Defence Single-Source Procurement – NAO Report and CEO Resigns

Marcine Waterman has resigned from her post as Chief Executive of the UK’s Single Source Regulation Office (SSRO), the body that regulates defence procurement when there is a lack of competition. We have previously reported on what appeared to be tensions between the organisation and not just the defence industry on the supply side, but also between the SSRO and the Ministry of Defence.

No reason was given for Waterman’s departure, and she has been in the role for over two years, but it did appear to be quite sudden, and follows previous short tenures for two Chairmen of the organisation. Rumours suggested that they may have been frustrated by the lack of enthusiasm and co-operation from the MD itself for the work of the SSRO.

In terms of Waterman’s departure, coincidentally – or perhaps not – the National Audit Office published a report last week looking at the work of the SSRO and how the MOD manages single-source contracts generally. It is another interesting report from NAO, although some of the issues it identifies are somewhat intractable.

The NAO summary explains the need for the SSRO. As at July 2017, 110 contracts (95 contracts and 15 sub-contracts) had been brought within the Regulations, with a combined value of £23.9 billion.

Competition is the best option to drive value, the report says, however “such competition is frequently absent on the largest defence contracts where there may be only one supplier or where security considerations require the Department to contract with a trusted national supplier, for example, for nuclear-powered submarines or complex warships. In 2015-16 the Department spent more than £8.8 billion non-competitively”.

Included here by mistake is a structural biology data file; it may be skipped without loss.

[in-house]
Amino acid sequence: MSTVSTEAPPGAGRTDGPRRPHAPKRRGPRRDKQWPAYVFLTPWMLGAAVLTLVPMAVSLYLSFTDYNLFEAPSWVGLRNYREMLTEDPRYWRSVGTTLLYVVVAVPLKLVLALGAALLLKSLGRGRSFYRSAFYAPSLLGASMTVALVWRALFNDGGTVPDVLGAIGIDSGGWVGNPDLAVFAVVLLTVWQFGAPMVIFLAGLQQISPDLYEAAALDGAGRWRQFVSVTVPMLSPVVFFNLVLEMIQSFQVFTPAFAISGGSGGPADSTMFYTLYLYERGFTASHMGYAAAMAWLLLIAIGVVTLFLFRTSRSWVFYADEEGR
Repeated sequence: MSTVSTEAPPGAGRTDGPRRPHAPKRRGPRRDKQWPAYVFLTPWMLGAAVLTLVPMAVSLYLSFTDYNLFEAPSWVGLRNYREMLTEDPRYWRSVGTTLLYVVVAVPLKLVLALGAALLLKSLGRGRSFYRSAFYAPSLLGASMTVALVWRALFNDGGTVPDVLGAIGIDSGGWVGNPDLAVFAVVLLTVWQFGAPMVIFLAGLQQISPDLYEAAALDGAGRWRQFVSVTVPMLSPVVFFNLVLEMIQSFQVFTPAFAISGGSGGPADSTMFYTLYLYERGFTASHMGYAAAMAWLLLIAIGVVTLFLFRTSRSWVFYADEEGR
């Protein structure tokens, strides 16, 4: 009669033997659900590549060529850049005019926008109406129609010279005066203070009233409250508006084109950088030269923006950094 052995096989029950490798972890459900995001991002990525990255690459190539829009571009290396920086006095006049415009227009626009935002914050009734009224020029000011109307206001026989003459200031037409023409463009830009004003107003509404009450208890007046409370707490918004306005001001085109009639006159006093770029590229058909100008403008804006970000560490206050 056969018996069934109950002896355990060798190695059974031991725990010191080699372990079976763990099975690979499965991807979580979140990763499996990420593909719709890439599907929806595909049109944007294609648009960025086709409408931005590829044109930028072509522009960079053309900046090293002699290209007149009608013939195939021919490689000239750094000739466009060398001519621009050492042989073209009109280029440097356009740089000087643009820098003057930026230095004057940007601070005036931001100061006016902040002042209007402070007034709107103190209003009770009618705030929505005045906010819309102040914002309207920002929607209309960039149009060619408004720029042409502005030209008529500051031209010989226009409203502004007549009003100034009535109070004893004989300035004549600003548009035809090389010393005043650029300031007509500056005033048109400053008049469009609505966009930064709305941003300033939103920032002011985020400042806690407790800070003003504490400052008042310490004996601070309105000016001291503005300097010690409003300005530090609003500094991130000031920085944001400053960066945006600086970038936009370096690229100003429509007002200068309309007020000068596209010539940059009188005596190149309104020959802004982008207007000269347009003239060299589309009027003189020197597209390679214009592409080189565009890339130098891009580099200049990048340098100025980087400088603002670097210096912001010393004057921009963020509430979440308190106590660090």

Most suppliers are now accepting the need to work within the Regulations devised by the SSRO, but some are resisting them and failing to provide the required information about costs and prices. As NAO says,

“The Regulations give the project teams and other commercial staff greater access to supplier information than ever before, putting them in a stronger position to drive down costs. A particular challenge is gaining agreement from contractors to bring existing contracts brought within the regime ‘on amendment’, although these can be the highest-value ones”.

You might expect the buyers to put pressure on suppliers to play ball, but it may be that some do not relish the additional attention that the SSRO might bring to “their” contracts, or it may be a case of trying to avoid additional work. But it does seem that sometimes MOD does not support the SSRO as might be expected.

The NAO report also yet again stresses the need for good contract management. The MOD claims that the SSRO has saved lots of money - “The Department estimates that by July 2017 the Regulations had achieved reductions in contract prices of £313 million through application of the Regulations. This represents some 3.9% of total contract values. Part of this is cost avoidance, and part contributes towards the Department’s ten-year target to save £1.7 billion from existing projects in the Equipment Plan through application of the Regulations”.

However, the NAO report points out that realising these savings will depend on effective contract management, and as it also highlights some inconsistency and weakness in the data available, there must be a question mark as is often the case when it comes to public sector “procurement savings”.

The report also questions whether the MOD is approaching its stated desire for competition as often as possible in a structured manner. It says it wants more – but cannot show exactly how it is going about trying to achieve that goal. The percentage of spend not competed is stuck at around 50% for equipment contracts.

So, while the SSRO as an initiative is to be applauded, and is having some success, there is more opportunity, according to the NAO. That sounds like another priority area for new Chief Commercial Officer Andrew Forzani to consider!

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